Global stock markets reacted positively to President Trump’s announcement Monday that the United States and Mexico had agreed to a rewrite of the North American Free Trade Agreement that could lead to trade peace between the two countries.
The Dow Jones industrial average closed above 26,000 for the first time since Feb. 2 and finished the day up 1 percent at 26,049.64.
The Standard & Poor’s 500-stock index and the Nasdaq composite index both struck new highs. The S&P neared the 2,900 barrier during midday trading, only to retreat a bit and close at 2,896.74. The tech-heavy Nasdaq eclipsed 8,000 for the first time, finishing at 8,017.90, up 0.91 percent.
The Mexican peso climbed on the news of the apparent NAFTA breakthrough.
European markets liked the news, too. The German DAX led with a close that was up 1.16 percent, in part thanks to its critical auto industry. France’s CAC 40 finished up 0.86 percent, Europe’s Stoxx 600 was up 0.52 percent, and London’s FTSE 100 was up 0.19 percent.
Asian stocks were also positive, with the Hong Kong Hang Seng Index up 2.17 percent, the Japanese Nikkei 225 up 0.88 percent and China’s Shanghai Composite up 1.89 percent.
While many people were anxious to hear the deal’s details and whether they would usher in a new era in North American trade, news of the agreement created a sense that Trump had at least called a cease-fire on tariff threats.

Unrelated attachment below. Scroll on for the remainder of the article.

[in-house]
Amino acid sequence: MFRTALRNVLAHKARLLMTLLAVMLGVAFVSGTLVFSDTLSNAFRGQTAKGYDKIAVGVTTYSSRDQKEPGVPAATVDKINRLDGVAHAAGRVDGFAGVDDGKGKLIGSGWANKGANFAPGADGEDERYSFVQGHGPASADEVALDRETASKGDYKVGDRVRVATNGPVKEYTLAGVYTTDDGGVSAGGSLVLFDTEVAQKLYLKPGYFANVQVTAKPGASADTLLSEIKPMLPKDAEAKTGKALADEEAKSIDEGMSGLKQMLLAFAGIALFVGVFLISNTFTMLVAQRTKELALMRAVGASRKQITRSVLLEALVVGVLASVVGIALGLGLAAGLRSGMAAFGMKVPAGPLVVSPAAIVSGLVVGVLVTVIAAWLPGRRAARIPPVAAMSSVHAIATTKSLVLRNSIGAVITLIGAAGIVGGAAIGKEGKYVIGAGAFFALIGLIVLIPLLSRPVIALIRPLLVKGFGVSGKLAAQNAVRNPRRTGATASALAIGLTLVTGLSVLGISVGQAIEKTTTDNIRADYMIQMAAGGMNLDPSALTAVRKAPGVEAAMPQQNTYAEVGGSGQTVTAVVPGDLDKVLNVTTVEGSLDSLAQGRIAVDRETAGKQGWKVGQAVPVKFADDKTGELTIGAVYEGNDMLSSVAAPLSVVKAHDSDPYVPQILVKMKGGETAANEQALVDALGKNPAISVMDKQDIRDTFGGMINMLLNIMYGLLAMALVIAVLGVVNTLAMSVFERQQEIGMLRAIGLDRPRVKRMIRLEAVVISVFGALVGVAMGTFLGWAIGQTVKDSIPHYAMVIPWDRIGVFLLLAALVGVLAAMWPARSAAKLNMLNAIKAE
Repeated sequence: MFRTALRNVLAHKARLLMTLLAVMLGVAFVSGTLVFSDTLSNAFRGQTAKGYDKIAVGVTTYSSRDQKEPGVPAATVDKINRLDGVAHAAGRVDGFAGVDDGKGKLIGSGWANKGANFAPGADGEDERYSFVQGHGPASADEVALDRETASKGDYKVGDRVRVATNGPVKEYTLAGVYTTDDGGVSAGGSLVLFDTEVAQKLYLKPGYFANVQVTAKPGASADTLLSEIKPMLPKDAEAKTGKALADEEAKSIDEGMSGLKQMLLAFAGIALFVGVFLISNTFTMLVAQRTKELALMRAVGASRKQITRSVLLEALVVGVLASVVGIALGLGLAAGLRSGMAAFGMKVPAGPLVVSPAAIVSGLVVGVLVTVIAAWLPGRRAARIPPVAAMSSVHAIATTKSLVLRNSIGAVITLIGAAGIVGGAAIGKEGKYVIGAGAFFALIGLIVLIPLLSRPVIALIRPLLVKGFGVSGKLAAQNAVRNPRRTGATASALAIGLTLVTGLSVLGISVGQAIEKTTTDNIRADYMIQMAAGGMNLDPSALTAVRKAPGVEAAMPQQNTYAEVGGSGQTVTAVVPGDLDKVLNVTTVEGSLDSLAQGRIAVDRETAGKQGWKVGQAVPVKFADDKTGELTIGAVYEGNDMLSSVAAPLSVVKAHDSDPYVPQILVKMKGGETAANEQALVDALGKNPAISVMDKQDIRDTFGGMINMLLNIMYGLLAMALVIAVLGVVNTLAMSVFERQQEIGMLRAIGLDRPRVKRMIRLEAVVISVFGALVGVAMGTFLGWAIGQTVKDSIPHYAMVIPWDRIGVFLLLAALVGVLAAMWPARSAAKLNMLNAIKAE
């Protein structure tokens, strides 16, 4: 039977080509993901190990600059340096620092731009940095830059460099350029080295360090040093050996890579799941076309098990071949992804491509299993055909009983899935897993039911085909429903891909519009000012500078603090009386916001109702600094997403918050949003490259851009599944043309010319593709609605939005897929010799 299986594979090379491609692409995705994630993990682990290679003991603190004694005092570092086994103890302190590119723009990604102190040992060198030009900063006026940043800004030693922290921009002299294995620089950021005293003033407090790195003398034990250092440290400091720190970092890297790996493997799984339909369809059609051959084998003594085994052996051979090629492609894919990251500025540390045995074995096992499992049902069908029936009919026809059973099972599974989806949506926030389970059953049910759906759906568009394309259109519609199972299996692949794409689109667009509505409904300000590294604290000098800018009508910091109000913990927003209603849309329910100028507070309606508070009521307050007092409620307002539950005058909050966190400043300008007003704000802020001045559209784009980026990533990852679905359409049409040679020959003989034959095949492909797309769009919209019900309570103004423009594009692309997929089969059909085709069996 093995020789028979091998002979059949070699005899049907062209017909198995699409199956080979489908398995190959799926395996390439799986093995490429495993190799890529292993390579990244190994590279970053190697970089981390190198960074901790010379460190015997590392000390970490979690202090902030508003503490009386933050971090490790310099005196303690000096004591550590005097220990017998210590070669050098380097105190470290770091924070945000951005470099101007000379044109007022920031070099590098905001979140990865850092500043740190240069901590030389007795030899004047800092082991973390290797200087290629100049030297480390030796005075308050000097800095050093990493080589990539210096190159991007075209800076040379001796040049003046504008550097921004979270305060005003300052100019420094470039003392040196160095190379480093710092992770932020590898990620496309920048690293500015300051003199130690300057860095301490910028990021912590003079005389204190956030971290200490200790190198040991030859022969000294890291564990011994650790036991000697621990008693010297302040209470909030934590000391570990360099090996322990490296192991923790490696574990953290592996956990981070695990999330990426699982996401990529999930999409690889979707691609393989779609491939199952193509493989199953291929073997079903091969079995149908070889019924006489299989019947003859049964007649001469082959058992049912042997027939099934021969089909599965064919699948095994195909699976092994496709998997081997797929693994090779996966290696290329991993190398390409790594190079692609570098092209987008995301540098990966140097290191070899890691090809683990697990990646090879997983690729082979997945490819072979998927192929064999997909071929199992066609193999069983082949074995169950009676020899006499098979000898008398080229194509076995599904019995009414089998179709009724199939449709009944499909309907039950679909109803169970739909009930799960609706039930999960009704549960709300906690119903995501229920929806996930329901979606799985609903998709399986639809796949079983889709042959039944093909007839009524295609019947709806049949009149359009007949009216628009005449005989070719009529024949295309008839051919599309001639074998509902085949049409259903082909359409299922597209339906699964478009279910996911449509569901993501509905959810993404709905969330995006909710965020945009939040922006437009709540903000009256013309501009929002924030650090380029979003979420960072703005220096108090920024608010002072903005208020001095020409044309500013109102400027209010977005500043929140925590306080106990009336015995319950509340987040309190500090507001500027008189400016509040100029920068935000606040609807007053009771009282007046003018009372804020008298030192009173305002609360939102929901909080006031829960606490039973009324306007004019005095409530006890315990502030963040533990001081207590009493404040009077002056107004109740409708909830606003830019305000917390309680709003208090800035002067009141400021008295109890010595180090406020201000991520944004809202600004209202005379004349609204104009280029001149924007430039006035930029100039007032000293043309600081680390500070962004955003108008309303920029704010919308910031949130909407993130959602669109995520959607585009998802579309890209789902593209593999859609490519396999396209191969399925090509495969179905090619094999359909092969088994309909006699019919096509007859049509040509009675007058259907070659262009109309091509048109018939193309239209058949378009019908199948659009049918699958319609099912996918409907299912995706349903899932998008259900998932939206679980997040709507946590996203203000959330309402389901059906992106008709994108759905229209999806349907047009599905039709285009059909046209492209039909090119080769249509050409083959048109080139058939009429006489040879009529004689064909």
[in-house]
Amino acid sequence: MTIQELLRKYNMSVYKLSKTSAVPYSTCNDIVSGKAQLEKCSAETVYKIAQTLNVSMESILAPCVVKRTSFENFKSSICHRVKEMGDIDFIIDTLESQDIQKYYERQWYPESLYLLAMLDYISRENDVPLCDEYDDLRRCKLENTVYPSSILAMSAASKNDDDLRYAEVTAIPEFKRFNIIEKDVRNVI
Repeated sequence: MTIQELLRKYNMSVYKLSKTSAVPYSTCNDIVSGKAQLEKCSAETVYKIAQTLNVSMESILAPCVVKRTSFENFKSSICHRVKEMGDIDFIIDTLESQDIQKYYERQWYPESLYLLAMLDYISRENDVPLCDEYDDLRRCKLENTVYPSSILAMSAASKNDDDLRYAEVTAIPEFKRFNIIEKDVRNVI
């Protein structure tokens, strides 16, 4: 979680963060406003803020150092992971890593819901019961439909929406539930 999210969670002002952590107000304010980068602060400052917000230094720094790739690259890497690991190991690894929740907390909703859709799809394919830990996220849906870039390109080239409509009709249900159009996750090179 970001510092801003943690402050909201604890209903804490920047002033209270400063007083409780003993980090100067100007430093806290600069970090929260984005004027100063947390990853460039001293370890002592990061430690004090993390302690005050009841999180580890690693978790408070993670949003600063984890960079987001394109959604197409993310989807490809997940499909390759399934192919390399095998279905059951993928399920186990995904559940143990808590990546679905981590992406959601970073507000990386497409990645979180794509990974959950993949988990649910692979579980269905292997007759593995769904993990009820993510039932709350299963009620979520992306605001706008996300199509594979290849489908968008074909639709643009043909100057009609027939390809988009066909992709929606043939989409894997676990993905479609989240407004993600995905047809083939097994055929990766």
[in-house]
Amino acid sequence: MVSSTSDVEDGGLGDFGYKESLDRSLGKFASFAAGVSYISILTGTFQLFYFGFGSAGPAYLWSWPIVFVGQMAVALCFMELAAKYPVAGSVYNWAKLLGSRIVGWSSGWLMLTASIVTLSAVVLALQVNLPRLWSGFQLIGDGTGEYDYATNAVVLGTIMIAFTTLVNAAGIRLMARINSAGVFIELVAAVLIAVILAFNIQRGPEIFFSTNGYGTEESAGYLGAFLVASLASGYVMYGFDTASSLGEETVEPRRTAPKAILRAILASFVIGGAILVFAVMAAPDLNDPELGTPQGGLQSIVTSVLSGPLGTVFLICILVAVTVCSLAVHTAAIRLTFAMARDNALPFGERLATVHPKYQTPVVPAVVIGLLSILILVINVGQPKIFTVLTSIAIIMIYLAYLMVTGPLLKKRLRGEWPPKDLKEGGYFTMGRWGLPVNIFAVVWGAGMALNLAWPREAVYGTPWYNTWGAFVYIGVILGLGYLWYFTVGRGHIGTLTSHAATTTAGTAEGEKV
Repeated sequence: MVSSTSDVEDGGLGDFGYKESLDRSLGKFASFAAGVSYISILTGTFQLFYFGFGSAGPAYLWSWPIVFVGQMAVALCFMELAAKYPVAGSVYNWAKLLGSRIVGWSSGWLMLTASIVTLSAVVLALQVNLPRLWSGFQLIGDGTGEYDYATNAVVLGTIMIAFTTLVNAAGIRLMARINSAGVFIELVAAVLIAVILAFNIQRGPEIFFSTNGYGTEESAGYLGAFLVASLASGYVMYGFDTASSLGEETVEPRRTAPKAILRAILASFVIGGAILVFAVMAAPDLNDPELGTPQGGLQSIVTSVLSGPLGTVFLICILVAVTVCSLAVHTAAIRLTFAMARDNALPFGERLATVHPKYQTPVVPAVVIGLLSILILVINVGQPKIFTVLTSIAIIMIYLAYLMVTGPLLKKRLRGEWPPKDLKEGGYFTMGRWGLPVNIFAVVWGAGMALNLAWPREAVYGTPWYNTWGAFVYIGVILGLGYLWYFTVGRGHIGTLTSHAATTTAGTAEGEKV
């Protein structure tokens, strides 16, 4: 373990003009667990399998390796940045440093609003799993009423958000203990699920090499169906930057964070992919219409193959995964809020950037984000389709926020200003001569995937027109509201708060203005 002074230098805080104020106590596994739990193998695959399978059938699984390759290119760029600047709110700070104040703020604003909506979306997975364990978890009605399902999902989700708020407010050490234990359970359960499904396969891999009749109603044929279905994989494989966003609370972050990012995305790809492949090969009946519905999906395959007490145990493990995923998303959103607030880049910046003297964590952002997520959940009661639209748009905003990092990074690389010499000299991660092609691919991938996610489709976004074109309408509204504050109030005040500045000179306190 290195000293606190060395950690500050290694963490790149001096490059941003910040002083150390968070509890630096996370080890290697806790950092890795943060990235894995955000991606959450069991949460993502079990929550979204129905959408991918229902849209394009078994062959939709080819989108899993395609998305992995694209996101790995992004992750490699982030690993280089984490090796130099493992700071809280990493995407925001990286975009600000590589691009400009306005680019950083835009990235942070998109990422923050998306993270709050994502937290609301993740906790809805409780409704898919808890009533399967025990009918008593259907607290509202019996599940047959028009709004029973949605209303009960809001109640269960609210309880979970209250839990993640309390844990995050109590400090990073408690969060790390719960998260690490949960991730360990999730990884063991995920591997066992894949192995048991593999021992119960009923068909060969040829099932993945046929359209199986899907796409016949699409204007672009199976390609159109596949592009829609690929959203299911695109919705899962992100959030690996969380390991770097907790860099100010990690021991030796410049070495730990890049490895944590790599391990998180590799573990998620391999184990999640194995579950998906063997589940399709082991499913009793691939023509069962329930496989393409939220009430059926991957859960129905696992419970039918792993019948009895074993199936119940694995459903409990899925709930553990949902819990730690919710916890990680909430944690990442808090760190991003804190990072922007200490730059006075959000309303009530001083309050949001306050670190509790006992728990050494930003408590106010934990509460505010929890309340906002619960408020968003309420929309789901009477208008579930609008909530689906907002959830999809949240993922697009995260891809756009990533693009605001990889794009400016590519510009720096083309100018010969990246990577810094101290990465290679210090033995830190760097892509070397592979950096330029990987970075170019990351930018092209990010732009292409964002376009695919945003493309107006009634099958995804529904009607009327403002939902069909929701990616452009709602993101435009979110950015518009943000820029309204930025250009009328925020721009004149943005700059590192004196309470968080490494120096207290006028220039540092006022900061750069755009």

“I interpret all of this as a tiny cessation of hostilities, and that’s good news from a global point of view,” said economist Douglas Holtz-Eakin, president of the American Action Forum and former director of the Congressional Budget Office. “That’s what the market is pricing.”
Automobile companies were among the big winners, with General Motors up 4.84 percent and Ford Motor Co. up 3.20 percent. The major European automakers, BMW, Volkswagen, Fiat Chrysler and Daimler, closed higher in Europe’s markets.
Nine of the 11 market sectors gained on Monday. The big winners were companies in the financial services, materials, industrials and information technology sectors, which reflect a confidence in the economy. Utilities and real estate, both defensive sectors, were down Monday.
Goldman Sachs, JPMorgan Chase and Travelers Companies were propelling the Dow’s financial firms, while Caterpillar, DowDuPont, United Technologies and 3M were leading the industrials.
“One of the major risks to the economy and markets going forward is the imposition of tariffs and the breakdown of trade,” said Luke Tilley, chief economist at Wilmington Trust Investment Advisors. “Today’s announcement is a signal that risk might not loom as large as it did yesterday.”
Investors are also feeling good about other news. U.S. stocks last week set a record for the longest-running bull market in its history, fueled by record-low interest rates and dominant technology companies. Apple earlier this month became the first $1 trillion U.S. company as measured by its market cap.
The U.S. economy is booming, with economic growth the best it has been in four years. Companies are reporting record earnings, thanks in part to the tax cuts passed by Republicans in December. And on Friday, Federal Reserve Chairman Jerome H. Powell reassured markets when he said that interest rate increases will continue to be gradual.
Even with all the feel-good vibes on Monday, Tilley said that the market may be premature in its celebration of the new NAFTA.
“There’s a whole lot of reasons to believe this deal is not as far along as people might like it to be and that markets are getting ahead of themselves a bit.”